The financial crisis, bad loans and bailouts

The doomsday, broken incentives and moral hazard

Published October 25, 2019Updated May 7, 2021

Give a man a gun and he can rob a bank, but give a man a bank, and he can rob the world.

Tyrell Wellick, “Mr. Robot”

During 2007–2008, the world experienced the biggest financial crisis since the 1930s Great Depression, often referred to as the 2008 financial crisis. What was so crazy about the crisis? And is there a relationship to sound money?

What caused the 2008 financial crisis?

The financial crisis was caused by too many people borrowing too much money. The banks were happy to help and repackaged the bad loans and sold them to someone else, for a nice profit. When there weren’t enough loans the clever banks conjured new ones, keeping the money machine rolling. This eventually blew up and brought the global economy to it’s knees.

This explanation is naturally very simplified. There were for example two bubbles that popped: the housing bubble and the much bigger bond bubble (based in large part on mortgage loans). The complex financial products (for example the mortgage bonds or the CDOs nobody really understood) appeared to be low-risk but were high-risk. And of course the “heads I win, tails you lose” incentives at play all the way from top to bottom in the system.

It’s not important to understand exactly how the complex financial products, such as CDOs, work; the important thing to know is that experts didn’t understand them either.

A lot of ink has been spent on articles, books and movies explaining the events better and in far more detail than I could hope to do. I particularly like the explanations given in the Oscar-winning movie The Big Short (2016). Just look at how they describe subprime mortgages and CDOs:

Basically, Lewis Ranieri’s mortgage bonds were amazingly profitable for the big banks. They made billions and billions on their 2% fee they got for selling each of these bonds. But then, they started running out of mortgages to put in them. After all, there are only so many homes and so many people with good enough jobs to buy them, right?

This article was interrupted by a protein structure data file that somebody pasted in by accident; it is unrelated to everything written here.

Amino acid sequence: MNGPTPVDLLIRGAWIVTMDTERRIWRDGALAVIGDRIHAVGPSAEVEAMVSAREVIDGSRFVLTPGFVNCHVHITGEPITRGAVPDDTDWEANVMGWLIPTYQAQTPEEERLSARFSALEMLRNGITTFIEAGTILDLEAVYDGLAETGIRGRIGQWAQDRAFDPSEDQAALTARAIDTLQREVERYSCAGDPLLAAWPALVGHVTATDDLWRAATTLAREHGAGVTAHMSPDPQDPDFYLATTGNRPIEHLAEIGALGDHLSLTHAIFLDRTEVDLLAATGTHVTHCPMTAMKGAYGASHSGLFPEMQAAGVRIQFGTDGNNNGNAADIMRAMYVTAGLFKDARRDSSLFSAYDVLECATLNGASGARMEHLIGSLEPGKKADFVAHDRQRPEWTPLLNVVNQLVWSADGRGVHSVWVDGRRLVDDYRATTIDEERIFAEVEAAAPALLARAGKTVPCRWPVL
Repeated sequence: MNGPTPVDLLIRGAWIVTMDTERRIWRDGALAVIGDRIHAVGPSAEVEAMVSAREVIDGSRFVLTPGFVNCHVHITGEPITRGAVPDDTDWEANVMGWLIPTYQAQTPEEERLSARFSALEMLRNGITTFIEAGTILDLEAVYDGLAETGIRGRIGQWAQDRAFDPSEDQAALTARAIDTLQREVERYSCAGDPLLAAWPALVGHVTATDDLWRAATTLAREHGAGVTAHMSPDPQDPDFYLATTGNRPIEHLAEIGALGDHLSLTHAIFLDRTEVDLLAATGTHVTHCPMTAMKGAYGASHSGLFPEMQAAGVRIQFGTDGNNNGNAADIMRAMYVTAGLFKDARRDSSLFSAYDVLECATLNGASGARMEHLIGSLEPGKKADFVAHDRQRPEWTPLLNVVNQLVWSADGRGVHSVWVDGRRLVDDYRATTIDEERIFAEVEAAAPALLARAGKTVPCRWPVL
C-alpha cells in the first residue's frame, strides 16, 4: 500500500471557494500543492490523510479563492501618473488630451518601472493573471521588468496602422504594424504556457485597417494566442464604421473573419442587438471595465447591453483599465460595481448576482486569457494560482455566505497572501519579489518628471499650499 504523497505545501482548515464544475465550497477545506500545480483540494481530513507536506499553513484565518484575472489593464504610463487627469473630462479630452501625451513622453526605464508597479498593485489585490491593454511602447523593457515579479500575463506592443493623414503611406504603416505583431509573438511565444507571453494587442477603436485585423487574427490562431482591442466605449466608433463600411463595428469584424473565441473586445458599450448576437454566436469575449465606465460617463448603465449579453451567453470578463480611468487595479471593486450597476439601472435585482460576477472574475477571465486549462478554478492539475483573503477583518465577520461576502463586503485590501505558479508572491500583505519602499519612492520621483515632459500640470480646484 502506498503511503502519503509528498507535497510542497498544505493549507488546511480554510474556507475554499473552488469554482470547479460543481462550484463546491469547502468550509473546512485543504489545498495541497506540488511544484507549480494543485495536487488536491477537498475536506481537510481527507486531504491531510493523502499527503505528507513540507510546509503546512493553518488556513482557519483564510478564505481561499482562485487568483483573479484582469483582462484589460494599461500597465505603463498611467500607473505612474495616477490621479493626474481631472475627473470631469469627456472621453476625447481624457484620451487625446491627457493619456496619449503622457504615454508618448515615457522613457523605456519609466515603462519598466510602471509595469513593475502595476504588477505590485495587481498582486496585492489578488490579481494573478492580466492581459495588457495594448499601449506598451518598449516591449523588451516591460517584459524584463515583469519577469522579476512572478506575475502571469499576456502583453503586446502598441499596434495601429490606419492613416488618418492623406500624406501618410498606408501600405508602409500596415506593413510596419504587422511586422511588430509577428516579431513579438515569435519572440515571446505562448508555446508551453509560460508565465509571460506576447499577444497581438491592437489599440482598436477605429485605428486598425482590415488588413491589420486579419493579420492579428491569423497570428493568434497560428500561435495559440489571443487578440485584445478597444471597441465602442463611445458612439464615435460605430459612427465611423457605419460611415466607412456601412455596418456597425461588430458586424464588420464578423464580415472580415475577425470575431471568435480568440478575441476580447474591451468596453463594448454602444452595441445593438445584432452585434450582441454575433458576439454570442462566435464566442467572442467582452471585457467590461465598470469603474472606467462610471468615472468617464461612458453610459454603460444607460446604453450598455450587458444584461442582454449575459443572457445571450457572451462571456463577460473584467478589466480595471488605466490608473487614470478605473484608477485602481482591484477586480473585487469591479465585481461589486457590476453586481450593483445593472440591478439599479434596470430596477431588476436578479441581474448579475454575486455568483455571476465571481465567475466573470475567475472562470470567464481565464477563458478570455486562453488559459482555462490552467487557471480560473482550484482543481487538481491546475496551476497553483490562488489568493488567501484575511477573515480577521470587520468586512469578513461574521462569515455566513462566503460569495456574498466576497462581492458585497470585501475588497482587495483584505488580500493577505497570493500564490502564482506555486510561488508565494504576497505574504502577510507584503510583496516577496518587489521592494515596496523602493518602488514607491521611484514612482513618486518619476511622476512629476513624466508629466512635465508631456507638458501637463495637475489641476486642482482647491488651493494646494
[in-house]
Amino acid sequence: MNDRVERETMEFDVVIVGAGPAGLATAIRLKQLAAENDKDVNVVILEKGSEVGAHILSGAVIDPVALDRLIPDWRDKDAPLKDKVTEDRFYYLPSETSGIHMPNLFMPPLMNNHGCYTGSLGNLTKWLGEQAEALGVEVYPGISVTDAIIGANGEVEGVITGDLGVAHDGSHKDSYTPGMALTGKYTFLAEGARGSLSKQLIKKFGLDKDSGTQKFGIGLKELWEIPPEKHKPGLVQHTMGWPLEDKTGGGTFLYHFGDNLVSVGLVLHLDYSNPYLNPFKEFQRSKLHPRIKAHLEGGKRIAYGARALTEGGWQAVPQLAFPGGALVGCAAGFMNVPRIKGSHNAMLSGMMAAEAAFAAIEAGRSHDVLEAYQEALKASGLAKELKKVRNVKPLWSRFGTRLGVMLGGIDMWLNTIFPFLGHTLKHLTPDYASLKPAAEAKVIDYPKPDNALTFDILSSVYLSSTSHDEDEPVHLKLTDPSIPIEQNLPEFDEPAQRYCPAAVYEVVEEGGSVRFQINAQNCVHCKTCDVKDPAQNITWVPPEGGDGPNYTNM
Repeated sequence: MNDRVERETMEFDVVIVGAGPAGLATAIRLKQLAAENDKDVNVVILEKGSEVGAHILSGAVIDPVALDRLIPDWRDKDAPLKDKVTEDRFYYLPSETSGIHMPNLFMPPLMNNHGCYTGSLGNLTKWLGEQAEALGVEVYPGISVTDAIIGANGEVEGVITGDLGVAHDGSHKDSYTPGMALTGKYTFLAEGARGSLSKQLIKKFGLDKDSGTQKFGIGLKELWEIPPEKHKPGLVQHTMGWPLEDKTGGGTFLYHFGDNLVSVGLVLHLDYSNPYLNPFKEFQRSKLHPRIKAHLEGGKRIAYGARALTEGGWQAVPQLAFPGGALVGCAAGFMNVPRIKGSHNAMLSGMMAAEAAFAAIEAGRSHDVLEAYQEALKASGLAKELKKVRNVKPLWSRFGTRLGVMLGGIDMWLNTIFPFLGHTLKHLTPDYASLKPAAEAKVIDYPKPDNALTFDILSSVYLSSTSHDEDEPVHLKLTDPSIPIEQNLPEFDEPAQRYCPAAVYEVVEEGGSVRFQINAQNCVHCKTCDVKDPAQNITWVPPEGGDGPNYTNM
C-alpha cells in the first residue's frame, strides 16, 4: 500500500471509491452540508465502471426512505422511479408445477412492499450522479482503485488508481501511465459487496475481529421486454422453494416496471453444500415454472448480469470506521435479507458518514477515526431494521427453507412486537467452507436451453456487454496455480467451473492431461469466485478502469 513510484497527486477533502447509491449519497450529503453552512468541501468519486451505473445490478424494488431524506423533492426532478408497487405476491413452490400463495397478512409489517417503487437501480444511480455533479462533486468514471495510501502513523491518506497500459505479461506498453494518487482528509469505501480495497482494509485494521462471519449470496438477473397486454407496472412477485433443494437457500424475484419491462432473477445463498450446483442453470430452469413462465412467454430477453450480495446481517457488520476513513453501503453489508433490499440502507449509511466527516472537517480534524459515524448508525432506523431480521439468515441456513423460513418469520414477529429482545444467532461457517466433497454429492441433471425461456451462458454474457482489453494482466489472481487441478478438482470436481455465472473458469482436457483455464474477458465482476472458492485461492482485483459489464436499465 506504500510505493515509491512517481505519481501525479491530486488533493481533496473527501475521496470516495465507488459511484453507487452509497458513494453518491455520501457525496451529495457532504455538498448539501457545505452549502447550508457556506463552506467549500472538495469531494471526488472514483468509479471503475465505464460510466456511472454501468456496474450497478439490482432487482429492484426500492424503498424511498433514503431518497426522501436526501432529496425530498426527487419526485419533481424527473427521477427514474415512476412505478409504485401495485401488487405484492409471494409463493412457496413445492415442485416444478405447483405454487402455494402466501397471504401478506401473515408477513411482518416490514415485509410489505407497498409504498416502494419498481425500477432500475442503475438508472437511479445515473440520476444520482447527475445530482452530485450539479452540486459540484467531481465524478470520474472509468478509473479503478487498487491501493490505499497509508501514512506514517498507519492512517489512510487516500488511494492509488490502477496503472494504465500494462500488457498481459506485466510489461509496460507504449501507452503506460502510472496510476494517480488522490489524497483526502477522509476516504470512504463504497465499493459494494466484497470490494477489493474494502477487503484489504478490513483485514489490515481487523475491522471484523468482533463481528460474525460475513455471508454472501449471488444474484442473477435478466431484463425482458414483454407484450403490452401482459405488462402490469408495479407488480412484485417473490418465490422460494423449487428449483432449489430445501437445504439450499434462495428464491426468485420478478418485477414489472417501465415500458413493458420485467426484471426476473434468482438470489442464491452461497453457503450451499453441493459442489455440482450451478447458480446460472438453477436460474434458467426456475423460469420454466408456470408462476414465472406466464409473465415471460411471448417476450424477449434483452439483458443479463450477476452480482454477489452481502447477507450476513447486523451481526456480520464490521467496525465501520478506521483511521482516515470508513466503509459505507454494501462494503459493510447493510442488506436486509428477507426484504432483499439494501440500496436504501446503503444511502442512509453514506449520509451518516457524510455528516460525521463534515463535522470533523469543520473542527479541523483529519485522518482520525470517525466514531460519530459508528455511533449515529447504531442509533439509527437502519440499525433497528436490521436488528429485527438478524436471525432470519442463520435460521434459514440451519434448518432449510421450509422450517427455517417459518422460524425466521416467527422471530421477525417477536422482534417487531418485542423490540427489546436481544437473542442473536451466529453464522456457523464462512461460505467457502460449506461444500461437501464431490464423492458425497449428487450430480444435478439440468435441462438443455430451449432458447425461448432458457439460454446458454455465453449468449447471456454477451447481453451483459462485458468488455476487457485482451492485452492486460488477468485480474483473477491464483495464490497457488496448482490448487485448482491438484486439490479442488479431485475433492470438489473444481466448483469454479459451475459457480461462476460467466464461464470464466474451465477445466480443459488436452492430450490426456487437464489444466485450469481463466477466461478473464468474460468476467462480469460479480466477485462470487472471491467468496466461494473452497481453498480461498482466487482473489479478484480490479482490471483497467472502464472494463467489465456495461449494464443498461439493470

So, the banks started filling these bonds with riskier and riskier mortgages. That way, they can keep that profit machine churning, alright? By the way, these risky mortgages are called “subprime.” So, whenever you hear the word “subprime,” think “shit.”

Margot Robbie, “The Big Short”, (youtube)

OK, I’m a chef on a Sunday afternoon, setting the menu at a big restaurant. I ordered my fish on Friday, which is the mortgage bond that Michael Burry shorted. But some of the fresh fish doesn’t sell. I don’t know why. Maybe it just came out halibut has the intelligence of a dolphin.

So, what am I going to do? Throw all this unsold fish, which is the BBB level of the bond, in the garbage, and take the loss? No way. Being the crafty and morally onerous chef that I am, whatever crappy levels of the bond I don’t sell, I throw into a seafood stew. See, it’s not old fish. It’s a whole new thing! And the best part is, they’re eating 3-day-old halibut. That is a CDO.

Anthony Bourdain, “The Big Short”, (youtube)

A pitch of humor sure makes for memorable explanations. But if it’s too much Hollywood for your taste I recommend the book the movie is based on: “The Big Short: Inside the Doomsday Machine” by Michael Lewis. Or if you’re short on time maybe this 11 minute video might suffice.

The effects of the crisis

The crisis began with the collapse of the bank Lehman Brothers, marking the start of the Great Recession. In the U.S. alone the crisis meant $18 trillion disappeared, millions of jobs were lost and more than a million people lost their homes.
(Alan S. Blinder, “After the Music Stopped”)

United States GDP growth rate between 2005 and 2012.
United States GDP growth rate surrounding the years of the financial crisis.
It bottomed out at -8.4% the fourth quarter of 2008.

Although the crisis originated in the U.S., the crisis spread globally. For example, in only the first quarter of 2009 the GDP rate was -4.7% in Germany, -4.8% in Japan and -3% in the Euro area. There are many details to dig into here, such as the unemployment rate or stock market valuations, but I’m content with just noting that the crisis was indeed a global disaster.

The bailouts

Although bad, the crisis could have been much worse. The U.S. came close to a complete financial meltdown, but without crossing the line. Partly thanks to the bailouts, where the Federal Reserve bailed out banks and other private companies. The extremely risky assets—too risky for anyone else to touch—were bought up to rescue the banks which were “too big to fail”.
(Alan S. Blinder, “After the Music Stopped”)

The bailouts started when the government guaranteed assets of the investment bank Bear Stearns and encouraged J.P. Morgan to buy them for a knockdown price. Then the mortgage lenders Fannie Mae and Freddie Mac collapsed, promptly rescued by being nationalized coupled with a $200 billion government investment.